To compare three physical activity (PA) measures in pregnant women and examine mood correlates of physical activity changes during pregnancy. A sample of 12 pregnant women (PW) was recruited during their first trimester and 12 nonpregnant women (NPW) (baseline age = 30.7 +/- 4.4 yr) were matched to the PW (29.8 +/- 4.2 yr). Once monthly, for seven consecutive months, total weekly energy expenditure (TWEE) was assessed using a physical activity diary (PAD) and a recall interview (PAR). Accelerometers were worn for 3 d each month. Mood was also assessed. A two-factor mixed-model ANOVA was used to analyze the data (2 groups [PW vs NPW] x 7 times across pregnancy). Mean PAR TWEE and daily mean MTI counts were positively and moderately correlated with mean PAD TWEE (PW: r = 0.40 and NPW: r = 0.50, P < 0.001). The MTI counts decreased significantly in PW by 23% from gestational weeks 12 to 36 compared with a 5% decrease in NPW. Fatigue and vigor scores improved from gestational weeks 12 to 16 and worsened from weeks 32 to 36 in PW. Changes in PA were not correlated to changes in mood in either group. The results provide some evidence for the validity of the 7-d PAR and accelerometer as measures of physical activity in pregnancy. Healthy women who maintain an above average level of physical activity during the second and third trimesters can enjoy mood stability.
Article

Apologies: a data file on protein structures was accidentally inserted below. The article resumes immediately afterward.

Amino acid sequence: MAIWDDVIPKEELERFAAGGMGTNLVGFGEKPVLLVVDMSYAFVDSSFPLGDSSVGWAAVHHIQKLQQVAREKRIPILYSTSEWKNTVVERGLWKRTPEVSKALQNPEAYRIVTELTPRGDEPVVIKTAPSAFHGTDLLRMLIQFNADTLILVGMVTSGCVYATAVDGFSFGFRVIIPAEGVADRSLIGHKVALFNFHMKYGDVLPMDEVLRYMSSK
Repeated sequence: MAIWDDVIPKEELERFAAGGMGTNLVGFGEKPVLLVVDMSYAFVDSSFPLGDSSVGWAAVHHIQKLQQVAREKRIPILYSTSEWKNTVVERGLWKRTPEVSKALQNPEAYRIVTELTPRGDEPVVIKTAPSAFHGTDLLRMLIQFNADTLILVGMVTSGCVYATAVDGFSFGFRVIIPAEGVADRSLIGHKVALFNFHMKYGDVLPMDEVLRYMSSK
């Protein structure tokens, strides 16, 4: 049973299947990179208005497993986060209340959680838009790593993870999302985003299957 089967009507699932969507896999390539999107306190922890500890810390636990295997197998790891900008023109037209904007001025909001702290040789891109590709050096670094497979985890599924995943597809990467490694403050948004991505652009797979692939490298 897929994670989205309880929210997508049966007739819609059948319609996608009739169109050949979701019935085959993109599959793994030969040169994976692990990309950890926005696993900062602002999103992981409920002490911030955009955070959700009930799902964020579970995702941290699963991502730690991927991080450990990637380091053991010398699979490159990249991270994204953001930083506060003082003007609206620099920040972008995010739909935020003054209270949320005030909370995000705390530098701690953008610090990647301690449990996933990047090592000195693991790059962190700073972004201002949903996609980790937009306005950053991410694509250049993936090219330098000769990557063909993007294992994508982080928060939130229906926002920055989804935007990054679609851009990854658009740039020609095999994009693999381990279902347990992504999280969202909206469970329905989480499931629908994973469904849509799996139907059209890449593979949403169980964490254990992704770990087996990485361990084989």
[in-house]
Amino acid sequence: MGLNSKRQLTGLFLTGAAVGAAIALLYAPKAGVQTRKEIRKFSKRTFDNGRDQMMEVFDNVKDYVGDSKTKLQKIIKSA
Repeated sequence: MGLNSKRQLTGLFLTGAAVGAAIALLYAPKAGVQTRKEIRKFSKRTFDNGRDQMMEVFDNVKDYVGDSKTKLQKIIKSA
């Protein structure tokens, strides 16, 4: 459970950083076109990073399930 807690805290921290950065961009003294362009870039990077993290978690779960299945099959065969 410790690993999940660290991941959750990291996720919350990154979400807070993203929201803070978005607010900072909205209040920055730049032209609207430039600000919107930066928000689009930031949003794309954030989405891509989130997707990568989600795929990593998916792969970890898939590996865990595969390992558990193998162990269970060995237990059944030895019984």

The aim of the study was to investigate physical activity prior to pregnancy, occupation, and treatment in women with low back pain and pelvic pain (LBPP) during pregnancy. All women who gave birth at two hospitals in northern Sweden from 1 January 2002 to 30 April 2002 were invited to complete a questionnaire on their obstetric and gynaecological history, actual pregnancy, and delivery. The sample was analysed with calculation of odds ratios (OR) and their 95% confidence intervals (CI). Cox regression analyses were performed. Women with LBPP reporting a pain maximum of 7 or more on a visual analogue scale (0-10 cm) were considered to have "high pain score LBPP" (hps-LBPP). The response rate was 83% (n = 891). A higher number of years of regular leisure physical activity (RLPA) decreased the risk of LBPP during pregnancy. The risk of hps-LBPP was increased for women who characterized their occupation as "mainly active" (OR = 2.0, 95% CI: 1.1-3.5) and "physically demanding" (OR = 1.9, 95% CI: 1.1-3.2). Visiting a physician as a result of LBPP was reported by 46.2%, and the mean number of visits was 2.0. One-third of women with LBPP had received treatment, as had half of women with hps-LBPP. A higher number of years of previous RLPA decreases the risk of LBPP during pregnancy. Occupations described as "mainly active" and "physically demanding" are associated with increased risk of hps-LBPP during pregnancy.